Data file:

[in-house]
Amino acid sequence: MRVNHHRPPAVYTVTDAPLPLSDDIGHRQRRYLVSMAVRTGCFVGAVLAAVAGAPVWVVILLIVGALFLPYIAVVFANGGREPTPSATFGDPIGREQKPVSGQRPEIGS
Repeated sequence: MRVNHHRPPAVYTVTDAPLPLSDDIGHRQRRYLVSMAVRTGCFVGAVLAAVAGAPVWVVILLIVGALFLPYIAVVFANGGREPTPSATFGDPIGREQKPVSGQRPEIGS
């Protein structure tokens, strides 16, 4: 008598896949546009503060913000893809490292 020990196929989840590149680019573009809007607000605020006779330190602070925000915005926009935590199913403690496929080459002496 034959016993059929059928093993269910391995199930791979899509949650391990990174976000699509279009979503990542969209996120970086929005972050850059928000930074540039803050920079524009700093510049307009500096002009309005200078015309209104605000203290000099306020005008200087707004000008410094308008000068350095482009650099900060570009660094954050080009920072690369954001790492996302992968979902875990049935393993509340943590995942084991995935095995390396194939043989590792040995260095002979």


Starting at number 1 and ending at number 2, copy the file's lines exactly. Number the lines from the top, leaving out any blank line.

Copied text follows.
[in-house]
Amino acid sequence: MRVNHHRPPAVYTVTDAPLPLSDDIGHRQRRYLVSMAVRTGCFVGAVLAAVAGAPVWVVILLIVGALFLPYIAVVFANGGREPTPSATFGDPIGREQKPVSGQRPEIGS